|Virginia Rail (Rallus limicola) |
Courtesy of Utah Department of Natural Resources
Over the past few weeks, Mary Hawvermale and I have been searching around the property for evidence of rails, bitterns, and other wetland birds. Rails are a type of secretive marsh bird that probe for invertebrates among plants in shallow water, while bitterns stalk fish and amphibians among dense reeds. Both types of birds tend to remain deep in the vegetation and are very difficult to see. The Connecticut DEEP and similar organizations across the country are concerned about rail populations because of habitat loss. The marshes these birds call home are increasingly subjugated to pollution and development. As a result, rail populations have decreased, but we would like more information on their populations as we proceed with conservation projects. White Memorial's vast expanses of marsh makes this the ideal location to gather data for rail conservation.
Mary was kind enough to sample the Bantam River by kayak between Whites Woods Road and Bantam Lake, while I sampled the remaining locations by foot. The protocol was relatively straightforward: we would arrive at a predetermined site, listen silently for rails calling for five minutes, and then play calls on a boom box to elicit calls from the rails. Rails are difficult to see, but they tend to call back to a recording of their voice. This habit made it easier for us to determine the presence of rails.
In Connecticut, we have six rail species, several of which are State-listed:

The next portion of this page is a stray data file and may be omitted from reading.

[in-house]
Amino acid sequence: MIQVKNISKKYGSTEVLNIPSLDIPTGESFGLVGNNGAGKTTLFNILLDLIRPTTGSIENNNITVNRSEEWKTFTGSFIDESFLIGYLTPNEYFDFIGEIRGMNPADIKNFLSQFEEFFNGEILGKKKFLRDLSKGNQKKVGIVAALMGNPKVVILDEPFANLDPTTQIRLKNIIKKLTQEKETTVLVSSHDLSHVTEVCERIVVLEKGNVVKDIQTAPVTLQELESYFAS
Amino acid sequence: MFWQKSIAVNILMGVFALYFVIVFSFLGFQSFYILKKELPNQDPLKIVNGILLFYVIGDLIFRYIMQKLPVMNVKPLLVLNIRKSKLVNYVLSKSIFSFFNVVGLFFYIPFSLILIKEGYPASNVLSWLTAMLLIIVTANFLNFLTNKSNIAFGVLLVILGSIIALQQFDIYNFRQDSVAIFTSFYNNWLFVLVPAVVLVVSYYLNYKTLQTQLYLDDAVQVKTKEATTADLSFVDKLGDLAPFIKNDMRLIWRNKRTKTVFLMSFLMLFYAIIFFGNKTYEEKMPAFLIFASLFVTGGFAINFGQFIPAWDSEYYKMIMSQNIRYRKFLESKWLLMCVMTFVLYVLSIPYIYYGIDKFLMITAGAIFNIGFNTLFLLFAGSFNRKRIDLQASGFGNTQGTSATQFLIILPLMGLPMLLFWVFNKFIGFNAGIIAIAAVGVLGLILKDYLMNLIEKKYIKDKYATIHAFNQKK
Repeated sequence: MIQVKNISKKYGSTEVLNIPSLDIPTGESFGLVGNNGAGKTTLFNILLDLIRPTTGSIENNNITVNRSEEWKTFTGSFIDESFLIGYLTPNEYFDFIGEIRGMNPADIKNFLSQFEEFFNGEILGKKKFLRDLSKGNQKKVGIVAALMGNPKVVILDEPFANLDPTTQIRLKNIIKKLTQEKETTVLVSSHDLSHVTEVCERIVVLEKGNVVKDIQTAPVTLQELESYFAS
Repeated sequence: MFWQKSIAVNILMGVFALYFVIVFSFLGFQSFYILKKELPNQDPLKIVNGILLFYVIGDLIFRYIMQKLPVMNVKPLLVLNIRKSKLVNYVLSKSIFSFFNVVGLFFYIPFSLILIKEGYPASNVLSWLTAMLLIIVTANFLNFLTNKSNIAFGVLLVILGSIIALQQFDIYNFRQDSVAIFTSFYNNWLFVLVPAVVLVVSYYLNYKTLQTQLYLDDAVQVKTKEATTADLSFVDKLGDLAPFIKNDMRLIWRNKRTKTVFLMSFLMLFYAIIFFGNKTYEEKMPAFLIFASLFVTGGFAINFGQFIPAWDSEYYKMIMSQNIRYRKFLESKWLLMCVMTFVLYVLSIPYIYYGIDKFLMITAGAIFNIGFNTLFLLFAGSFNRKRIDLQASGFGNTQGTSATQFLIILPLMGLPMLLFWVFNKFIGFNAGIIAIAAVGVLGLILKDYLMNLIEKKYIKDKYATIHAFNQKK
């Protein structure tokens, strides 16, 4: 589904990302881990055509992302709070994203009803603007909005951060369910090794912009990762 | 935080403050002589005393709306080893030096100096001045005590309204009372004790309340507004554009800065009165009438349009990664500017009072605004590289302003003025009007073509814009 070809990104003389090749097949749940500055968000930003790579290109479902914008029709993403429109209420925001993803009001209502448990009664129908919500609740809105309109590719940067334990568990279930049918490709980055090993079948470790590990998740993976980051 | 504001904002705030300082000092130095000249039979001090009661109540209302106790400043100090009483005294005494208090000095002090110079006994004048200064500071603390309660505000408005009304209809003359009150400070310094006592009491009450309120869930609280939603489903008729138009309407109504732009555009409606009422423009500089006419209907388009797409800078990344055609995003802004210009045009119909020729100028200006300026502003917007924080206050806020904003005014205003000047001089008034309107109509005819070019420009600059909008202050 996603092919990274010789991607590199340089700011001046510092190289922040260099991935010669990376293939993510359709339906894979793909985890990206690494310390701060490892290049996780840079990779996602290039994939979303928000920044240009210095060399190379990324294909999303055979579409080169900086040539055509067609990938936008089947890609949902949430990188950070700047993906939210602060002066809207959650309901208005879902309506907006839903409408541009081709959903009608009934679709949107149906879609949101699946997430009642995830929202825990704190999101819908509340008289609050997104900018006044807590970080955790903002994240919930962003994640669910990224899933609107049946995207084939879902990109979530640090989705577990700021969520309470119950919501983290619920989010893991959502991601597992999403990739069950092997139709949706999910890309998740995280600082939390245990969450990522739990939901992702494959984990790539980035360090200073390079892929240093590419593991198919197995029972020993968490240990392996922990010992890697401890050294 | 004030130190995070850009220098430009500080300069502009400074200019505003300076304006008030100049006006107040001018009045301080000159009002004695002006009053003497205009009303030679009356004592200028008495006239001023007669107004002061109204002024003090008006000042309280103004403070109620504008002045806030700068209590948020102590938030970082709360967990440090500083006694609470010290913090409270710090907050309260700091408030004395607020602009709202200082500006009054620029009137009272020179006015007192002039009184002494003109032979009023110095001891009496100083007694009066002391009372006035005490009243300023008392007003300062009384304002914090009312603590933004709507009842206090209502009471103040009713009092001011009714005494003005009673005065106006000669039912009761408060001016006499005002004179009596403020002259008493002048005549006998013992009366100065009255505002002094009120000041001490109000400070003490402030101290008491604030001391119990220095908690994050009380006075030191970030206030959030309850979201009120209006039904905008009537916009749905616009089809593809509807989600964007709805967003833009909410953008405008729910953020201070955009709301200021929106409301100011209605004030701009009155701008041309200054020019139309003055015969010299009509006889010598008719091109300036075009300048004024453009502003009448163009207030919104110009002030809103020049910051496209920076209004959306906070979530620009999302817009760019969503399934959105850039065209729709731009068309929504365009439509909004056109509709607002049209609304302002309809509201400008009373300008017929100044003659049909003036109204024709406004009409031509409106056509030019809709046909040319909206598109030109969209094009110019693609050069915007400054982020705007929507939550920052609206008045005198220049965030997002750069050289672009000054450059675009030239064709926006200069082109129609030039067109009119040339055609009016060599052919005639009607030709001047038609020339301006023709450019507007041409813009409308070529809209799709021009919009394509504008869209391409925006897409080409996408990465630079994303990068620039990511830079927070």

-King rail (Rallus elegans) breeding population State Endangered
-Black rail (Laterallus jamaicensis) breeding population State Endangered
-Sora (Porzana carolina)
-Virginia rail (Rallus limicola)
-Clapper rail (Rallus longirstris)
-Yellow rail (Coturnicops noveboracensis), very rare in Connecticut
In addition to the rails, we also surveyed for the presence of least bittern and common moorhen, two other State-listed wetland species.
Over the course of the past few weeks, Mary and I have heard Sora, Virginia rail, and King rail.
Virginia rail was our most common species, being heard in eight out of our sixteen study points. These rails were consistently around Little Pond and Mallard Marsh. One interesting observation was that these birds shifted locality during last week's heavy flooding. Last Saturday, there was about a foot of water covering the boardwalk at Little Pond, and the Virginia rails were nowhere to be found. However, we observed Virginia rail at Duck Pond and near Catlin Woods, two places we have not seen them this year. The flooding also brought the rails out of the marsh onto puddles on the trails. Here it was easier for the rails to forage. We observed a total of seven rails, as opposed to the four or five rails we observed when the water levels were closer to normal.
Mary heard a single Sora along the lower Bantam River, but we did not hear any Sora near Cranberry Pond, where they were last year.
In addition to these species we expected to find, we were pleasantly surprised by a King rail calling from the marsh northwest of Little Pond. We first received reports of this King rail from the first week of June during our BioBlitz. Apparently this individual has continued to live around Little Pond.
Altogether, we observed a total of about six individual Virginia rails, one Sora, and one King rail. We hope that continuing research can help us shed more light on wetland bird conservation.